When life gives you auto exhaust, make ink
There's a lot of carbon in automobile exhaust. Carbon is also used as a pigment in black ink. The guys at Singapore-based Graviky Labs have combined the one with the other, by harvesting carbon from vehicles' tailpipes to make their own eco-friendly AirInk. It's currently the subject of a Kickstarter campaign.
Air-Ink started out as a 2013 experiment at the MIT Media Lab, in which candle soot was being captured and repurposed as printer toner. It's evolved in the years since. Here's how it works now …
First, a cylindrical filtration device known as the KAALINK is retrofitted to a car's tailpipe, where it collects a claimed 95 percent of particulates from the exhaust. That soot is subsequently processed to remove heavy metals and carcinogens. The resulting carbon-rich powder is reportedly safe to handle, and is used as black pigment in the group's ink.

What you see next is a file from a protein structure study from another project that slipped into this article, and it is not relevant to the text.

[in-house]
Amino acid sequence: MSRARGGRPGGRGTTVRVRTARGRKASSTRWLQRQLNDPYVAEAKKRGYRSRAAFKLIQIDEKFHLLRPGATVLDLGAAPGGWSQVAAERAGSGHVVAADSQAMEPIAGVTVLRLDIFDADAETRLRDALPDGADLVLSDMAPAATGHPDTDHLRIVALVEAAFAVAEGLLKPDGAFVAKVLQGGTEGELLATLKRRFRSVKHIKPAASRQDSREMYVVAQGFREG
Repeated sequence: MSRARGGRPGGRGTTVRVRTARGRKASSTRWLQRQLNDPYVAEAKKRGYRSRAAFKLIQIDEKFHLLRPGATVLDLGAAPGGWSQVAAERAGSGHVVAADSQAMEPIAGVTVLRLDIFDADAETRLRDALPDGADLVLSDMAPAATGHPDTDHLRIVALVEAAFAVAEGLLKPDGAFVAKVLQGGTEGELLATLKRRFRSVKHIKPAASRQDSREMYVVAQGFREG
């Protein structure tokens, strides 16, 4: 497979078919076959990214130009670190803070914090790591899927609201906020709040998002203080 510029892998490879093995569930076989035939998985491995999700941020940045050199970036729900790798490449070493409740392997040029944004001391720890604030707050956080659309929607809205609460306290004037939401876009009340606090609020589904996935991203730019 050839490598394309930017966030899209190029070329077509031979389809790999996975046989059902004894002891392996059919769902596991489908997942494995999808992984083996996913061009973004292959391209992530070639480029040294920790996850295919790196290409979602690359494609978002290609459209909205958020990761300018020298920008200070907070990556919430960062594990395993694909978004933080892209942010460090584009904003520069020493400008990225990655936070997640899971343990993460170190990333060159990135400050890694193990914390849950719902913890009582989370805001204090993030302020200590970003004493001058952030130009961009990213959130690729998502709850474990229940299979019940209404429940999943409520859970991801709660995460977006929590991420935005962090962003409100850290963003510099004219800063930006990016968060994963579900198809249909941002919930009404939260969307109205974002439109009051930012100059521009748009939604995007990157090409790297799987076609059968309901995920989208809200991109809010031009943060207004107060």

In its current form, the process isn't particularly conducive to large-scale ink production. Graviky Labs is hoping to change that, though, using proceeds from the Kickstarter campaign.
Pledge levels start at US$25, which will get you a 2mm-tip AirInk marker … assuming things go according to plan. As a side note, 45 minutes worth of emissions are reportedly enough to produce one fluid ounce of ink, which is enough to fill one of the pens.
Complete pen sets and bottled ink for silkscreening are available for higher pledges.